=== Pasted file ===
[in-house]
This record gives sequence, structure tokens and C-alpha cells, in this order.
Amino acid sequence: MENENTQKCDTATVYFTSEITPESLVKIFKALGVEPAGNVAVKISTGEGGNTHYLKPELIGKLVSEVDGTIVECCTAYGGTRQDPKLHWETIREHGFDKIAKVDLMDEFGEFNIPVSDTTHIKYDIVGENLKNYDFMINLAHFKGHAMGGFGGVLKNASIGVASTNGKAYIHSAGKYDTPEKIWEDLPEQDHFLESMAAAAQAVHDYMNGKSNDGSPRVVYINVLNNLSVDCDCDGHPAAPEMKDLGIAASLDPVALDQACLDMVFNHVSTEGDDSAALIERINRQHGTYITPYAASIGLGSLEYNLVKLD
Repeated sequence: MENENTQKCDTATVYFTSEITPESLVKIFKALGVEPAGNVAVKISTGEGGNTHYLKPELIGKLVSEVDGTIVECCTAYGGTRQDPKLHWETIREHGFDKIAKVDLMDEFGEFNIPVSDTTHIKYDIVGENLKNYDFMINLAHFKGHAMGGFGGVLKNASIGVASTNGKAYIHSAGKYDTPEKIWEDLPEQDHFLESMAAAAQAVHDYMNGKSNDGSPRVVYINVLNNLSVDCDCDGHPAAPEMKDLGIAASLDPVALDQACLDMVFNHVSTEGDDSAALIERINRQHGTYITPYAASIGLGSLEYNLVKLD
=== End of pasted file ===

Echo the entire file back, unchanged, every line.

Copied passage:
[in-house]
This record gives sequence, structure tokens and C-alpha cells, in this order.
Amino acid sequence: MENENTQKCDTATVYFTSEITPESLVKIFKALGVEPAGNVAVKISTGEGGNTHYLKPELIGKLVSEVDGTIVECCTAYGGTRQDPKLHWETIREHGFDKIAKVDLMDEFGEFNIPVSDTTHIKYDIVGENLKNYDFMINLAHFKGHAMGGFGGVLKNASIGVASTNGKAYIHSAGKYDTPEKIWEDLPEQDHFLESMAAAAQAVHDYMNGKSNDGSPRVVYINVLNNLSVDCDCDGHPAAPEMKDLGIAASLDPVALDQACLDMVFNHVSTEGDDSAALIERINRQHGTYITPYAASIGLGSLEYNLVKLD
Repeated sequence: MENENTQKCDTATVYFTSEITPESLVKIFKALGVEPAGNVAVKISTGEGGNTHYLKPELIGKLVSEVDGTIVECCTAYGGTRQDPKLHWETIREHGFDKIAKVDLMDEFGEFNIPVSDTTHIKYDIVGENLKNYDFMINLAHFKGHAMGGFGGVLKNASIGVASTNGKAYIHSAGKYDTPEKIWEDLPEQDHFLESMAAAAQAVHDYMNGKSNDGSPRVVYINVLNNLSVDCDCDGHPAAPEMKDLGIAASLDPVALDQACLDMVFNHVSTEGDDSAALIERINRQHGTYITPYAASIGLGSLEYNLVKLD